The heat treatment process using additives is not illegal, but it affects the commercial viability of a gemstone. All gems have to be necessarily subjected to inspection by leading gem quality testing labs, and this is where additives are named.

The most popular gemstone treatment processes using additives for rubies and sapphire are:

Lead Filling

Also called fracture filling, this process is utilised to cover up the fissures and cracks. Rubies and sapphires with dull and rough appearance are infused with lead to produce high refractive indices. It can be used for opaque gems as well, which after lead filling result in brilliant transparent or translucent/ milky stones. 

Cheap rubies are available in the market, and they are more often than not, lead filled. Moreover, this additive process is actually reversible. Lead filling for gemstone has been rendered as hazardous, as lead is a carcinogen.

Recrystallization

In order to enhance the transparency and improve the refractive index, rubies and sapphires are made to undergo recrystallization. The first known synthetic ruby was actually produced using this process. Geneva Ruby in 1886 made headlines, but it turned out to be a reconstructed gem. Same process is used to produce emeralds. 

Beryllium Treatment 

An accidental discovery led to the commercialization of this process. Between 2000 and 2006, the market was full of richly coloured padparadscha sapphires. Lab testing proved that they were actually orange sapphires, diffused with beryllium ions. Even in natural stones, sapphires have been found to contain significant amount of beryllium impurities.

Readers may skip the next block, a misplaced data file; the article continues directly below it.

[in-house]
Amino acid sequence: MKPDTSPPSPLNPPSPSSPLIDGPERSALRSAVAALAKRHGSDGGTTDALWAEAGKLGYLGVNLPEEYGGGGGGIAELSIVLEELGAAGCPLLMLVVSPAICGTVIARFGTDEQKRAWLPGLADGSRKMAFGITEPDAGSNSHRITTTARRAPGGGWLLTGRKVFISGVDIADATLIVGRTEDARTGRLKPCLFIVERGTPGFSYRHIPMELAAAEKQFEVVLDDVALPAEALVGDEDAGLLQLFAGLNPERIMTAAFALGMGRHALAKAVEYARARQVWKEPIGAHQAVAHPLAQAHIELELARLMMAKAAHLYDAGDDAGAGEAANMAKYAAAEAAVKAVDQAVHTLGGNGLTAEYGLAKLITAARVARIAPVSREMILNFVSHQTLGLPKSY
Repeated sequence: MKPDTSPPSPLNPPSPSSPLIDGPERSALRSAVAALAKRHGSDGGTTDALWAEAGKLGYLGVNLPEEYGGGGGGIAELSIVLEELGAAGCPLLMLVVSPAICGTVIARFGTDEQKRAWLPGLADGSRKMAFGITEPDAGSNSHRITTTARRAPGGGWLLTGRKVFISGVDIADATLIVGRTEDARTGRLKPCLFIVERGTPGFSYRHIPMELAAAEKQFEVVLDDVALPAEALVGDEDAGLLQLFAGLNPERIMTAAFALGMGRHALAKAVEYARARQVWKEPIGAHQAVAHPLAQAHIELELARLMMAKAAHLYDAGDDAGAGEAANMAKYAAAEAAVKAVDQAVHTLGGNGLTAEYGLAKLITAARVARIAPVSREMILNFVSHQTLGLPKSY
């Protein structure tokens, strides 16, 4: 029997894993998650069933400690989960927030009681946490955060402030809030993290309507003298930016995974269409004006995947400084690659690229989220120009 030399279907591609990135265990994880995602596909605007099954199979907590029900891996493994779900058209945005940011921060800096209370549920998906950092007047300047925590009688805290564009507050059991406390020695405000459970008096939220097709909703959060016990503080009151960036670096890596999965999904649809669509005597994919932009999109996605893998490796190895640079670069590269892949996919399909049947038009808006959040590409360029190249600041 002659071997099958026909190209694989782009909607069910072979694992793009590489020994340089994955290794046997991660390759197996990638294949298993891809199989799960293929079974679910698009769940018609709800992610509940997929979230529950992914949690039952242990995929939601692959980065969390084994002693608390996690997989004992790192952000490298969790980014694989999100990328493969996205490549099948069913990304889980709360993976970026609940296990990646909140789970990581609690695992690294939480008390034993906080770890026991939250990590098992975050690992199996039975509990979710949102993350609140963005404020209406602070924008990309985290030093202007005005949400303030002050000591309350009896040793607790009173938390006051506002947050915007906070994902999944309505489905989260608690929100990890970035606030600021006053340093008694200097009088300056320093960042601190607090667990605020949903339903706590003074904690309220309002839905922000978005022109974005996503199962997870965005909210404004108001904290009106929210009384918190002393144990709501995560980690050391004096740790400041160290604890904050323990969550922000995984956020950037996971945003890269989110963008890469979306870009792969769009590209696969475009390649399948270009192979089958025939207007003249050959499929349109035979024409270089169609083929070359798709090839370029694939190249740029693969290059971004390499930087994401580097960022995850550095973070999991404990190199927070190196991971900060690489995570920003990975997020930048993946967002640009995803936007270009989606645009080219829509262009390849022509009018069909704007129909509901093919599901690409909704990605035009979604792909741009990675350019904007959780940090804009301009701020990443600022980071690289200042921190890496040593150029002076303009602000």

Is it safe to wear irradiated Gemstones

It is true that even the most naturally obtained gemstones have to be exposed to some kind of radiation to make them look super cool. This process is called Irradiation and it is done by bombarding a stream of gamma rays at the crystal structure of the gemstone. It indeed makes the gems radioactive. Let us find out if the irradiated gemstones are anyway harmful to the consumers.

Which stones are irradiated?

Topaz is the most commonly irradiated gemstone. Blue topaz gemstone is one of the rarest gems, and is often manufactured synthetically. Nearly 28 million carats (which is roughly 6000 kilograms) of topaz are irradiated each year, globally. USA leads the source, followed by Germany, Poland and Thailand.

Other gemstones usually found in their irradiated states are yellow, blue, green and pink diamond gemstone. Quartz and amethyst beads are also exposed to radiation at some point of time in their life cycle. Goshenite, golden beryl and Heliodor are popular beryls available exclusively in irradiated states. Black pearls extracted after 1970, are either dyed or are irradiated to look stunning. 

So with so many precious gemstones exposed to radiation, it is obvious that consumers need to know to what extent they are susceptible to any hazard.

Is there any way gemstones are regulated in the market?

Yes. All irradiated gemstones have to be necessarily given a certificate from the regulating agencies in the respective countries. All gem producing and gem treatment nations have strict regulations to monitor the radioactivity levels in the irradiated gemstones, whether natural or artificial.

Here are some precious and semi-precious gemstones that have been ranked among radioactive items. 

 

  • Adularia 
  • Afghanite
  • Ajoite
  • Amazonite
  • Betafite
  • Boleite
  • Charoite
  • Eudialyte
  • Francevillite
  • Londonite
  • Polycrase
  • Sugilite
  • Thorite
  • Titanite

 

Despite their radioactive state, they are deemed safe for use on a daily basis.

Who testifies for irradiated gemstones in the market?

Irradiation is a very commercial process for manufacturing gemstones. The finished items have to be approved by Federal Trade Commission. Other prominent professional organizations are American Gem Trade Association, The World Jewellery Confederation and International Coloured Gemstone Association.

How to tell ifthe gemstone is irradiated?